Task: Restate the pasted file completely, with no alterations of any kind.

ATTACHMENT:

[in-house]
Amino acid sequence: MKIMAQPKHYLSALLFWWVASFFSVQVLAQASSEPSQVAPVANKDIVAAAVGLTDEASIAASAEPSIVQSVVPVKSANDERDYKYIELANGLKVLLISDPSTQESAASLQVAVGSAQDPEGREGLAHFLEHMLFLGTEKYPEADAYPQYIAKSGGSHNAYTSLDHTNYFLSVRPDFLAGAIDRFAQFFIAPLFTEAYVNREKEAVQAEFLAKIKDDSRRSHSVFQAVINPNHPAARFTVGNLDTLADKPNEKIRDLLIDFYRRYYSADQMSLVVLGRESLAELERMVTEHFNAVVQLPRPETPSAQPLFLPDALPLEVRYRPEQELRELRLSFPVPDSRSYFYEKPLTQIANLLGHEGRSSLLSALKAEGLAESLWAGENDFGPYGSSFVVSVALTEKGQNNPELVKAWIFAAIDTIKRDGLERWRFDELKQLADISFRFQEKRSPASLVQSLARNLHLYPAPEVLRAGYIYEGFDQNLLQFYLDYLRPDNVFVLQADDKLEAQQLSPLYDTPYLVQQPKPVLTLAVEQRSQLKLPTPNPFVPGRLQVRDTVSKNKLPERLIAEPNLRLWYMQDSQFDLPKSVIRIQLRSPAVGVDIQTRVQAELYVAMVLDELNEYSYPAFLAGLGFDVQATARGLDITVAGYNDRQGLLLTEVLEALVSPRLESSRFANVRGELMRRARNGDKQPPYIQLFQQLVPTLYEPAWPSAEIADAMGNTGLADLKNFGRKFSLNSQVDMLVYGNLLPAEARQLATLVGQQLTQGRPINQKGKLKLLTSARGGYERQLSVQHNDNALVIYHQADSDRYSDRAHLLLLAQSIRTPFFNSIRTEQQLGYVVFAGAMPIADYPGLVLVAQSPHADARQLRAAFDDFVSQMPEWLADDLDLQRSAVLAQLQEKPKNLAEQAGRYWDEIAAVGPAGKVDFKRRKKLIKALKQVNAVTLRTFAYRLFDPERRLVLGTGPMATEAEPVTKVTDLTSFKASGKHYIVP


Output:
[in-house]
Amino acid sequence: MKIMAQPKHYLSALLFWWVASFFSVQVLAQASSEPSQVAPVANKDIVAAAVGLTDEASIAASAEPSIVQSVVPVKSANDERDYKYIELANGLKVLLISDPSTQESAASLQVAVGSAQDPEGREGLAHFLEHMLFLGTEKYPEADAYPQYIAKSGGSHNAYTSLDHTNYFLSVRPDFLAGAIDRFAQFFIAPLFTEAYVNREKEAVQAEFLAKIKDDSRRSHSVFQAVINPNHPAARFTVGNLDTLADKPNEKIRDLLIDFYRRYYSADQMSLVVLGRESLAELERMVTEHFNAVVQLPRPETPSAQPLFLPDALPLEVRYRPEQELRELRLSFPVPDSRSYFYEKPLTQIANLLGHEGRSSLLSALKAEGLAESLWAGENDFGPYGSSFVVSVALTEKGQNNPELVKAWIFAAIDTIKRDGLERWRFDELKQLADISFRFQEKRSPASLVQSLARNLHLYPAPEVLRAGYIYEGFDQNLLQFYLDYLRPDNVFVLQADDKLEAQQLSPLYDTPYLVQQPKPVLTLAVEQRSQLKLPTPNPFVPGRLQVRDTVSKNKLPERLIAEPNLRLWYMQDSQFDLPKSVIRIQLRSPAVGVDIQTRVQAELYVAMVLDELNEYSYPAFLAGLGFDVQATARGLDITVAGYNDRQGLLLTEVLEALVSPRLESSRFANVRGELMRRARNGDKQPPYIQLFQQLVPTLYEPAWPSAEIADAMGNTGLADLKNFGRKFSLNSQVDMLVYGNLLPAEARQLATLVGQQLTQGRPINQKGKLKLLTSARGGYERQLSVQHNDNALVIYHQADSDRYSDRAHLLLLAQSIRTPFFNSIRTEQQLGYVVFAGAMPIADYPGLVLVAQSPHADARQLRAAFDDFVSQMPEWLADDLDLQRSAVLAQLQEKPKNLAEQAGRYWDEIAAVGPAGKVDFKRRKKLIKALKQVNAVTLRTFAYRLFDPERRLVLGTGPMATEAEPVTKVTDLTSFKASGKHYIVP